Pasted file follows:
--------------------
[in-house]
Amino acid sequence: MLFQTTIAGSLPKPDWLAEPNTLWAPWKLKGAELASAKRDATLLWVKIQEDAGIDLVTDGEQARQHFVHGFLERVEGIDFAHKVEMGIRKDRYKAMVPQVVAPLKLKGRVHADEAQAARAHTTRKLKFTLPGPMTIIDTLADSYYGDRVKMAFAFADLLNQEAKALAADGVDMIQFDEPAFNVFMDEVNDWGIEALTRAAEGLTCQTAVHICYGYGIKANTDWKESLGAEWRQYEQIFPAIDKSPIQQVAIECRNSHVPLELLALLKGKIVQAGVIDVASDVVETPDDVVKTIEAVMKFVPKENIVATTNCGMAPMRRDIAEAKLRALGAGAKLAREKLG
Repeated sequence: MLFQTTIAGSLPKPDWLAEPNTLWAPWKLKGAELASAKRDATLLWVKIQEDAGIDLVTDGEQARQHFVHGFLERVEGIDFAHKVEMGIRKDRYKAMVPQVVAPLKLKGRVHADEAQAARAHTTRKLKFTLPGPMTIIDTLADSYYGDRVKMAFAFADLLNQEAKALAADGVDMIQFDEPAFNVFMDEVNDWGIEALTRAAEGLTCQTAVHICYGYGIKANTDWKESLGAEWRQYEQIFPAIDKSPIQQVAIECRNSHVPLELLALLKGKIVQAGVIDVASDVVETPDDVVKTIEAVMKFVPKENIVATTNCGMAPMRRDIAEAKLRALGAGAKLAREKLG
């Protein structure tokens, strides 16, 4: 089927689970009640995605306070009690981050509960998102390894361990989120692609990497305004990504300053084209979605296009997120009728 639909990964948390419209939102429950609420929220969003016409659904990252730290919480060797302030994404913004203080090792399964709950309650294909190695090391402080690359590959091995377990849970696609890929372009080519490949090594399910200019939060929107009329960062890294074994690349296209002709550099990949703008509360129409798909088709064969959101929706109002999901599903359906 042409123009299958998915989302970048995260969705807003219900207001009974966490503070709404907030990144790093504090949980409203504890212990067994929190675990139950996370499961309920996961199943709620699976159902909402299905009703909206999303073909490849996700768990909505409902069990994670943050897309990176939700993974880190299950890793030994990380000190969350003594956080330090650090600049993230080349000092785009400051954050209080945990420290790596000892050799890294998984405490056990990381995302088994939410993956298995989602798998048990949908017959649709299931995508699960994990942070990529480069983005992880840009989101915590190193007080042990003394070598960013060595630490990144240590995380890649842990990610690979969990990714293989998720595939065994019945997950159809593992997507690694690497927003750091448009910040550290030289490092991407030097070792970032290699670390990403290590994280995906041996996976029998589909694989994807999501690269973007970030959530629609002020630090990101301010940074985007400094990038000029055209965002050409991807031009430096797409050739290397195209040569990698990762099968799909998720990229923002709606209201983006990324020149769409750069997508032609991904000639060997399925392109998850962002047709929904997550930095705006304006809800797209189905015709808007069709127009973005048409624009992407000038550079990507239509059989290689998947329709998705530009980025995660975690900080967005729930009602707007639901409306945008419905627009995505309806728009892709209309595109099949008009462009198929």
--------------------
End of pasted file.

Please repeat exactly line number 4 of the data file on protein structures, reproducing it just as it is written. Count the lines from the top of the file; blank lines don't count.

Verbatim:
């Protein structure tokens, strides 16, 4: 089927689970009640995605306070009690981050509960998102390894361990989120692609990497305004990504300053084209979605296009997120009728 639909990964948390419209939102429950609420929220969003016409659904990252730290919480060797302030994404913004203080090792399964709950309650294909190695090391402080690359590959091995377990849970696609890929372009080519490949090594399910200019939060929107009329960062890294074994690349296209002709550099990949703008509360129409798909088709064969959101929706109002999901599903359906 042409123009299958998915989302970048995260969705807003219900207001009974966490503070709404907030990144790093504090949980409203504890212990067994929190675990139950996370499961309920996961199943709620699976159902909402299905009703909206999303073909490849996700768990909505409902069990994670943050897309990176939700993974880190299950890793030994990380000190969350003594956080330090650090600049993230080349000092785009400051954050209080945990420290790596000892050799890294998984405490056990990381995302088994939410993956298995989602798998048990949908017959649709299931995508699960994990942070990529480069983005992880840009989101915590190193007080042990003394070598960013060595630490990144240590995380890649842990990610690979969990990714293989998720595939065994019945997950159809593992997507690694690497927003750091448009910040550290030289490092991407030097070792970032290699670390990403290590994280995906041996996976029998589909694989994807999501690269973007970030959530629609002020630090990101301010940074985007400094990038000029055209965002050409991807031009430096797409050739290397195209040569990698990762099968799909998720990229923002709606209201983006990324020149769409750069997508032609991904000639060997399925392109998850962002047709929904997550930095705006304006809800797209189905015709808007069709127009973005048409624009992407000038550079990507239509059989290689998947329709998705530009980025995660975690900080967005729930009602707007639901409306945008419905627009995505309806728009892709209309595109099949008009462009198929």